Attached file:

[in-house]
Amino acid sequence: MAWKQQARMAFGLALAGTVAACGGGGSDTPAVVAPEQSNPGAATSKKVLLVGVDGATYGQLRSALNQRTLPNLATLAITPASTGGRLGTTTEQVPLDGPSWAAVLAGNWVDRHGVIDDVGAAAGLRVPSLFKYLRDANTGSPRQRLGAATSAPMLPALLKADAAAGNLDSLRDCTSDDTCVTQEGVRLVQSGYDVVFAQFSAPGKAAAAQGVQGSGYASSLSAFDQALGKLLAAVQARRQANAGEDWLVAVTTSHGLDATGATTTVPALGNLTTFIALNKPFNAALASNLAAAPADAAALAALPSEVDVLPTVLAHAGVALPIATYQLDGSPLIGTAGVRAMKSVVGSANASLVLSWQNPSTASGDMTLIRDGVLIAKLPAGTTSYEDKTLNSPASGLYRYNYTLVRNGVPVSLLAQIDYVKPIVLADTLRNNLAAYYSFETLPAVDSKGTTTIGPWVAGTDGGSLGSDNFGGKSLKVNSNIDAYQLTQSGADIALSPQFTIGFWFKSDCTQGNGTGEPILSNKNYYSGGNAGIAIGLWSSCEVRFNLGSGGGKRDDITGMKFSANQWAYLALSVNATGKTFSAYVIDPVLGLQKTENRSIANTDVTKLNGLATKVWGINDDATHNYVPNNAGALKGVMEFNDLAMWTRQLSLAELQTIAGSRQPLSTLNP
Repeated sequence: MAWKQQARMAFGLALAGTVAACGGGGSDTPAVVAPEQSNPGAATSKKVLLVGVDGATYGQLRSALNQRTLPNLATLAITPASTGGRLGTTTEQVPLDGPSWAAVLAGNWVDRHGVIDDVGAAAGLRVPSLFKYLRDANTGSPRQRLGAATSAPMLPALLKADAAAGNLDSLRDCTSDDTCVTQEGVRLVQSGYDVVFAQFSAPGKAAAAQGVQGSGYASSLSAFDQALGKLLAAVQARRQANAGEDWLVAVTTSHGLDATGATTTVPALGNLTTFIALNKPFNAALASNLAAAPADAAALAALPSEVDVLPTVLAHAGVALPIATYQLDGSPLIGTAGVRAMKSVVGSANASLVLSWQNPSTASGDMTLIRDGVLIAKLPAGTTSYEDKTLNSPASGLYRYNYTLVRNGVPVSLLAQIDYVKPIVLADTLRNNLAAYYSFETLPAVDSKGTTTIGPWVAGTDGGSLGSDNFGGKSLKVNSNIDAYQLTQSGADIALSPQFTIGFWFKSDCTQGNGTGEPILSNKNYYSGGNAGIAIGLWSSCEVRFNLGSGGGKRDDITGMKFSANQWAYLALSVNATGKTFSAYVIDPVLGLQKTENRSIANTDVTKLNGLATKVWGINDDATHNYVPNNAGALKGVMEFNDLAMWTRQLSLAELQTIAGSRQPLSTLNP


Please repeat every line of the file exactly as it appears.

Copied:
[in-house]
Amino acid sequence: MAWKQQARMAFGLALAGTVAACGGGGSDTPAVVAPEQSNPGAATSKKVLLVGVDGATYGQLRSALNQRTLPNLATLAITPASTGGRLGTTTEQVPLDGPSWAAVLAGNWVDRHGVIDDVGAAAGLRVPSLFKYLRDANTGSPRQRLGAATSAPMLPALLKADAAAGNLDSLRDCTSDDTCVTQEGVRLVQSGYDVVFAQFSAPGKAAAAQGVQGSGYASSLSAFDQALGKLLAAVQARRQANAGEDWLVAVTTSHGLDATGATTTVPALGNLTTFIALNKPFNAALASNLAAAPADAAALAALPSEVDVLPTVLAHAGVALPIATYQLDGSPLIGTAGVRAMKSVVGSANASLVLSWQNPSTASGDMTLIRDGVLIAKLPAGTTSYEDKTLNSPASGLYRYNYTLVRNGVPVSLLAQIDYVKPIVLADTLRNNLAAYYSFETLPAVDSKGTTTIGPWVAGTDGGSLGSDNFGGKSLKVNSNIDAYQLTQSGADIALSPQFTIGFWFKSDCTQGNGTGEPILSNKNYYSGGNAGIAIGLWSSCEVRFNLGSGGGKRDDITGMKFSANQWAYLALSVNATGKTFSAYVIDPVLGLQKTENRSIANTDVTKLNGLATKVWGINDDATHNYVPNNAGALKGVMEFNDLAMWTRQLSLAELQTIAGSRQPLSTLNP
Repeated sequence: MAWKQQARMAFGLALAGTVAACGGGGSDTPAVVAPEQSNPGAATSKKVLLVGVDGATYGQLRSALNQRTLPNLATLAITPASTGGRLGTTTEQVPLDGPSWAAVLAGNWVDRHGVIDDVGAAAGLRVPSLFKYLRDANTGSPRQRLGAATSAPMLPALLKADAAAGNLDSLRDCTSDDTCVTQEGVRLVQSGYDVVFAQFSAPGKAAAAQGVQGSGYASSLSAFDQALGKLLAAVQARRQANAGEDWLVAVTTSHGLDATGATTTVPALGNLTTFIALNKPFNAALASNLAAAPADAAALAALPSEVDVLPTVLAHAGVALPIATYQLDGSPLIGTAGVRAMKSVVGSANASLVLSWQNPSTASGDMTLIRDGVLIAKLPAGTTSYEDKTLNSPASGLYRYNYTLVRNGVPVSLLAQIDYVKPIVLADTLRNNLAAYYSFETLPAVDSKGTTTIGPWVAGTDGGSLGSDNFGGKSLKVNSNIDAYQLTQSGADIALSPQFTIGFWFKSDCTQGNGTGEPILSNKNYYSGGNAGIAIGLWSSCEVRFNLGSGGGKRDDITGMKFSANQWAYLALSVNATGKTFSAYVIDPVLGLQKTENRSIANTDVTKLNGLATKVWGINDDATHNYVPNNAGALKGVMEFNDLAMWTRQLSLAELQTIAGSRQPLSTLNP